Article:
Learning Point #2: Prioritize, then focus.

Figure out what are the most high value areas you need to focus on. Here’s a prioritization order that applies to most B2B startups:

1) Prove people want what you’re building

2) Build it

3) Get early customers

4) Raise money

5) Hire smart people

6) Sell to more customers

7) Raise more money

8) Hire more smart people

9) Make your product better

10) Sell to more customers

At any point, you should know what stage you’re at, and therefore, what you should be spending most of your time on. This focus will lead to stronger execution and catalyze your growth. Without focus, a lot of money will be wasted and chances of failure will be higher.

    Reason #3: No Passion

A lot of people have this notion that starting a company is the dream. It’s no surprise given all the recent exits and IPOs. Startups have become sexy. As a result, I’ve seen many people start a company because they think they’ve stumbled on a great idea. Heck, I even did this back in university.

Whenever I meet a founder, I ask: “why did you start this company?”. This is the single most important question I’ve learned to ask founders. If you asked me that question when I started my first company, I would have said, “because I think it’s a good idea and the market is huge!”. The problem is, I had no passion. That company failed. There was nothing driving me behind the idea. Similarly, many startup founders I meet have no real passion or a deeper reason why they started their company.

If you’re starting a company without passion for the problem, then during the hard times you will be less motivated to power through them, and your chances of failure will be higher.

Learning Point #3: Do something you’re truly passionate about

I heard this saying somewhere: “Attitude is Altitude”. In my personal experiences, I’ve found this to be true. When you’re faced with hardship, either professionally or personally, staying positive will always increase your chances of success. It’s easy to get mad, depressed, and/or stressed, but try to control your emotions and stay positive by remembering why you started in the first place.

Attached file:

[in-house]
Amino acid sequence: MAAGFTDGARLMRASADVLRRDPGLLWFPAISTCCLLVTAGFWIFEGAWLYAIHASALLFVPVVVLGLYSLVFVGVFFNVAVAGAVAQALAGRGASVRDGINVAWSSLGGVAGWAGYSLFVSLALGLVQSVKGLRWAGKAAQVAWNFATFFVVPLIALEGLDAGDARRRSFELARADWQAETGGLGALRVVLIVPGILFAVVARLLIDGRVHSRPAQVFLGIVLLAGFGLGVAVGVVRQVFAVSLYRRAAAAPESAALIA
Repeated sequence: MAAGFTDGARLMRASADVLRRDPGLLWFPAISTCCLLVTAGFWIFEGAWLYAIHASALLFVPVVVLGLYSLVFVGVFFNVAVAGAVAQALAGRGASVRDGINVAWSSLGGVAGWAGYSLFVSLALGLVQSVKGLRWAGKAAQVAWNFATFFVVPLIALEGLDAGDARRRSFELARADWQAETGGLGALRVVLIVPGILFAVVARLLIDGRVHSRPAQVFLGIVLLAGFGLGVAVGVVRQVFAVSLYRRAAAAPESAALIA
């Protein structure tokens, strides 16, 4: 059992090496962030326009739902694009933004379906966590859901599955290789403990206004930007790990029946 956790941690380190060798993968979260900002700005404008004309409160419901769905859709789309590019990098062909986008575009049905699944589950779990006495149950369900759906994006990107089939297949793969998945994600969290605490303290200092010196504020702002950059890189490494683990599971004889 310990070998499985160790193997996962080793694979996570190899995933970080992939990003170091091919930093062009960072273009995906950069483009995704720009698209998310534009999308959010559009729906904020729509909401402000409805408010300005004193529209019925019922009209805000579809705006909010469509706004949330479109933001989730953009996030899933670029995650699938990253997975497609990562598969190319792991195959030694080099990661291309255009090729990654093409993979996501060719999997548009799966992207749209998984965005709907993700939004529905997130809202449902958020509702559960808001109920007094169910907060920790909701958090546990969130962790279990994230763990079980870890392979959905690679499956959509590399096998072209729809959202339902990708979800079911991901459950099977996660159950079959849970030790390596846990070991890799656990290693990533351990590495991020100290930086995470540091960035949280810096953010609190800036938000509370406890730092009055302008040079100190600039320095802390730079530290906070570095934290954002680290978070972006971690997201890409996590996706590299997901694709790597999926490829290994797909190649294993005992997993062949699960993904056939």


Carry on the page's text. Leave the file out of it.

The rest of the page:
Having real passion is essential to get through hard times with your company. To get through the hard times, you need motivation. I’ve found that passion is the strongest motivator. When founders are extremely passionate about the problem they’re tackling, they figure out how to solve the issues at hand. The best motivators I’ve seen are:

- The founder(s) experienced the problem themselves

- The founder(s) believe in a future that may not exist unless they create it

- The founder(s) have close family and friends that have been affected by the problem

Putting it all together

Whether you’re working for a big company, thinking about starting a company, or already founded a startup, it’s worth reflecting on the lessons we have learned from past failures.

1) Build something people want, and prove that they want it.

2) Have focus at all times by prioritizing high-value initiatives.

3) Be real with yourself and do something you’re truly passionate about.

The interesting thing is, these 3 areas also apply to big companies. But, instead of the companies failing, individual products fail. There are multiple examples of products failing in big companies because they didn’t build something people want, or they lost focus. Learn from the past, make new mistakes, and remember, "Attitude is Altitude".

Lastly, Snapchat.

I’ve found that Snapchat is a great way to talk about these topics. Everyday I try posting interesting content on my Snapstory. Don’t wait for my next post on LinkedIn, follow me on Snapchat. Add my username: nav1d

By adding me on Snapchat, you can watch me talk about a variety of startup topics. In the past, I’ve talked about Marketing & Sales Tactics, Raising Money, and Staying Motivated. Add me and share with your friends and coworkers.

#learnfromfailure #startups #innovation #product #studentvoices #leadership #entrepreneurship #businessstrategy #bigideas